We hadn’t considered golf lessons for either quite yet and have not wanted to force their play – just expose them to it, make it fun and hope they join in. On a March trip to Scottsdale, AZ, on our family vacation, I wondered how they would withstand a group golf outing in the desert with snakes and the like. My husband, Chad, had not a worry about this and scouted out Troon North Golf Course in Scottsdale. Just for signing up for their free membership, our entire family received a free round of golf (twilight hour play required), complete with fancy clubs for the kids and carts. (I am still on their email newsletter list and wish we could go again).

Journaling About Golf

Journaling About Golf


 

I was optimistic. I hadn’t picked up clubs in quite a while. The kids were a bit restless, possibly over-tiredness from vacationing. Whatever it was, talking in the back swing, sauntering up into your swing-range, all made it difficult for me to concentrate this round. The scenery and togetherness made up for it.
 

It used to be Chad and I driving the idea – let’s go golfing! C’Mon, it’ll be fun!  As of this last Thursday, our family now had a new member championing for golf: Calvin, my soon-to-be 6-yr-old.  He anticipated our two day trip to Luck to visit Grandma and made sure his clubs made it into the trunk, even if they were the ones inherited from his sister. After his dad played 36 on Thursday, Calvin had his work cut out for him, convincing us that we should go.

Father & Son, In Luck

Father & Son, In Luck


 

Calvin won out. We got a 12:45 tee time set at the Luck Golf Course in Luck, WI, finished up lunch and off we went. Ava, was a bit unsure if she really wanted to go. Grandma kindly offered to come pick her up if it got intolerable. Green fees are weekly rates until 5:00p.m. on Fridays and with a grown-up, kids golf for free. We got carts. We were all set. Ava took out her journal and began writing, her head not quite in the game. Prior to teeing off on hole #1, she wanted to speed-dial Grandma.
 

Calvin was ready to take on the course with a no whining attitude I was convinced would end mid-round. He insisted on hitting every shot, not just off the tee and close to the green. I admired the speed with which he ran from one short distance shot to the next. A few times, looking a little annoyed to have to remind us not to talk during his back swing.
 

At the conclusion of hole #3, Grandma conveniently pulled up and whisked Ava away. I’m not sure what was going on, but I know you can’t always force a good attitude on the golf course. The three of us happily continued on. It was a beautiful day with a nice breeze, no pesky bugs either. Calvin’s determination carried him through the next six and seeing some of my shortfalls might have been a boost for him.  The video I shot was one of two only. He asked me to take it, so he could work on improving his swing. And for the record, we challenged him to make it in on the #9 par 3 in 10. He did.
 

To top it off, uncle Jay solved the shared club issue with a set of hand-me down clubs in great shape for kids 6-9 versus the other clubs for kids 3-6. I’m hoping for more positive family golf outings this summer – for both kids and adults -because we know that golf is a game of patience that definitely builds character. See you on the city (and Luck) courses!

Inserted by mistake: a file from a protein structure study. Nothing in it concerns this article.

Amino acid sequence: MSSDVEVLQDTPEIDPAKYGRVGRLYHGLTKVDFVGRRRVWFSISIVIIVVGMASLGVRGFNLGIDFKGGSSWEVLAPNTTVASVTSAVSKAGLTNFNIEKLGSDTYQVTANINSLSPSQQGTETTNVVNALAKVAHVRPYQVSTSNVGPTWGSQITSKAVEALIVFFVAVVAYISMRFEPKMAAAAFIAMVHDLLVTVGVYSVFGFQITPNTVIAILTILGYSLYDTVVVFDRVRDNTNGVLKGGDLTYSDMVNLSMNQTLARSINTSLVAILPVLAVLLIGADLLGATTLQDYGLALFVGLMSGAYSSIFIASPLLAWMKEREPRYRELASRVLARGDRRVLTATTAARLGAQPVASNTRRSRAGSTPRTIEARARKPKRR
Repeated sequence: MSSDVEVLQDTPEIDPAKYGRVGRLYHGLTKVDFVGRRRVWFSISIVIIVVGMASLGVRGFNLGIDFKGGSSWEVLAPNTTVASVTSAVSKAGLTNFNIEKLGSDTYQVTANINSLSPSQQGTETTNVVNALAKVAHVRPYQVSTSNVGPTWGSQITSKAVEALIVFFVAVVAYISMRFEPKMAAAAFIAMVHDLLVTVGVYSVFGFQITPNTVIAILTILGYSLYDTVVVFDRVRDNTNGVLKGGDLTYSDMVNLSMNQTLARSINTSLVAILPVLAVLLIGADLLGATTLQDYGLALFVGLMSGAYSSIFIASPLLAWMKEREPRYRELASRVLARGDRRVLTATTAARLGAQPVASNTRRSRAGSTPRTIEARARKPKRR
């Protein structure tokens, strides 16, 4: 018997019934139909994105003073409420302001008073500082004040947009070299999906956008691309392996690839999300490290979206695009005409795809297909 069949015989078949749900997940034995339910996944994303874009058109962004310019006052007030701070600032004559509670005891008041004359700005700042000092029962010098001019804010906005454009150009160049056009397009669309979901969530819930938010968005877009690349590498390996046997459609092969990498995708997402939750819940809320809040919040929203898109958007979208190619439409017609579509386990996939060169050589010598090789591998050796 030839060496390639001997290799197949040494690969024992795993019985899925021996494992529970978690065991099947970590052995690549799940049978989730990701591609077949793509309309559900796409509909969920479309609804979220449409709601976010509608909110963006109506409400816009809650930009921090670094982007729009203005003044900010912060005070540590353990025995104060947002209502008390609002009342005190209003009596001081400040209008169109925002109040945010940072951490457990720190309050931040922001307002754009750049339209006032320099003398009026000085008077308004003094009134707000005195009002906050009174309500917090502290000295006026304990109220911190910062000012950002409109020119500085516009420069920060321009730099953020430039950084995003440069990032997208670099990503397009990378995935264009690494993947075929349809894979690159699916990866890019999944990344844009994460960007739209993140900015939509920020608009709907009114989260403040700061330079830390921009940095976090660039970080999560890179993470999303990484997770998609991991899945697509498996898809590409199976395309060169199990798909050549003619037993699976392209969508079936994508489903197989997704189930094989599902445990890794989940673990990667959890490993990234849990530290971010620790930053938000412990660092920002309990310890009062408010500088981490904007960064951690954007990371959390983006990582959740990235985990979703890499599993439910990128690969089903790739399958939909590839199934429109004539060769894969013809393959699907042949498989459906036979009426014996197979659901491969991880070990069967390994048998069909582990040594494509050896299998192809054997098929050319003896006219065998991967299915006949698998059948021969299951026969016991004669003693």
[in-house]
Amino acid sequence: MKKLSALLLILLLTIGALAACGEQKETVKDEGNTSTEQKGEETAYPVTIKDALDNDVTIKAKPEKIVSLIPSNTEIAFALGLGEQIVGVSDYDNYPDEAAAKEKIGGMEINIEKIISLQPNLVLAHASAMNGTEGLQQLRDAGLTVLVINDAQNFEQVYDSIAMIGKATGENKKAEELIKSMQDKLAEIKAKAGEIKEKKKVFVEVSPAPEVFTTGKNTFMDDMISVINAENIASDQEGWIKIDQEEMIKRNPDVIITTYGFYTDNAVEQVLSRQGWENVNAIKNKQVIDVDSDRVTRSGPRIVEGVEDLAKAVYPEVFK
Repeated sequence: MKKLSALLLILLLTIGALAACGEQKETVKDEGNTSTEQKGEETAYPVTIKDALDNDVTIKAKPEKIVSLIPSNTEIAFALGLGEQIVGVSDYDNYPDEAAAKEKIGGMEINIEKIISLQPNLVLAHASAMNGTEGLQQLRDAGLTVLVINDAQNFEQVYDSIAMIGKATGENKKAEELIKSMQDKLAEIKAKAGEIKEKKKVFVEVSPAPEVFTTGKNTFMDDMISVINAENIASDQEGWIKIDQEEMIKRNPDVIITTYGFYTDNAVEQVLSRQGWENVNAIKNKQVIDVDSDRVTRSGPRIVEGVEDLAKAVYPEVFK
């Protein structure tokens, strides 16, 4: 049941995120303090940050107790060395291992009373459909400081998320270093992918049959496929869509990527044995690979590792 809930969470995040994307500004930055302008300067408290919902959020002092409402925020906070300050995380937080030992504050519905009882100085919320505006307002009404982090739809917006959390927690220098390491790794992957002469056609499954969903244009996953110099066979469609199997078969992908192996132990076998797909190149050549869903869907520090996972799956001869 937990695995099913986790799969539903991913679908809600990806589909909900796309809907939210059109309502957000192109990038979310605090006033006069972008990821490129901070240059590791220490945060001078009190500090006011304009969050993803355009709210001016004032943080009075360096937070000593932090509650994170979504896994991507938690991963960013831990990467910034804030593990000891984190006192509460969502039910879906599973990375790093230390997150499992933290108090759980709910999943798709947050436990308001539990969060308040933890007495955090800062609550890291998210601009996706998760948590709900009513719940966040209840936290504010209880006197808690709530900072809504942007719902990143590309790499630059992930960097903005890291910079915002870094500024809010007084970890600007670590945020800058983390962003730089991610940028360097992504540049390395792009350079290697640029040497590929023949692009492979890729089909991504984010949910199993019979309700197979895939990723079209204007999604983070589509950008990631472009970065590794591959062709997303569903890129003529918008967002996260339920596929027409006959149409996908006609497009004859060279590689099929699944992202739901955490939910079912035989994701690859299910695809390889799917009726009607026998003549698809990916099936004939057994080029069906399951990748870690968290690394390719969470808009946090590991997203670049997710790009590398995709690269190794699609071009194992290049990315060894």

To watch: rotate your head 90 degrees counterclockwise.

 

Flour Tower: Minneapolis To-do List June 15, 2011

O: Outings

Sometimes I wake up on a Saturday morning feeling overwhelmed with a to-do list a mile long and a wish list that’s even longer. On this particular Saturday, I reminded myself to balance. I did a few quick chores around the house, got in some me-time then enlisted the family to come with me on an errand. This errand to downtown Minneapolis’ Depot to pick up my race packet for the race the next day ended five hours later.

BD Girl at the Guthrie

BD Girl at the Guthrie


 

To set the scene, it was a bright sunshiny day. It was my daughter’s birthday. Spirits were high. With some patience, we found a parking spot and plugged the meter for two hours, assuming we might linger a bit after the errand was done. We had parked mid-way between the Depot and the Guthrie, about a four-block distance. I went solo to stand in line for the packet at the Depot, and sent my parents and their grandchildren (g age 8 and b age 5) to Caribou Coffee. The streets were filled with runners picking up their packets – many of them were staying overnight pre-race at the Depot (Residence Inn) in hopes of being well-rested at the starting line.
 

A short walk from Caribou past MacPhail Music Center and the Mill City Museum, we came upon the Mill City Farmer’s Market in the breezeway between Mill City Museum and the Guthrie. We frequent this market about four – six times a summer, I would guess. I get the specifics for each Saturday via their Mill City Beet e-newsletter. Today there was live music and as always, aebelskivers – 3 for $5. We pass the honey stand (this time!) and beeline for the skivers: an order of apple (hold the messy blueberry sauce) and cheesy bacon (ladel on the ginger jam).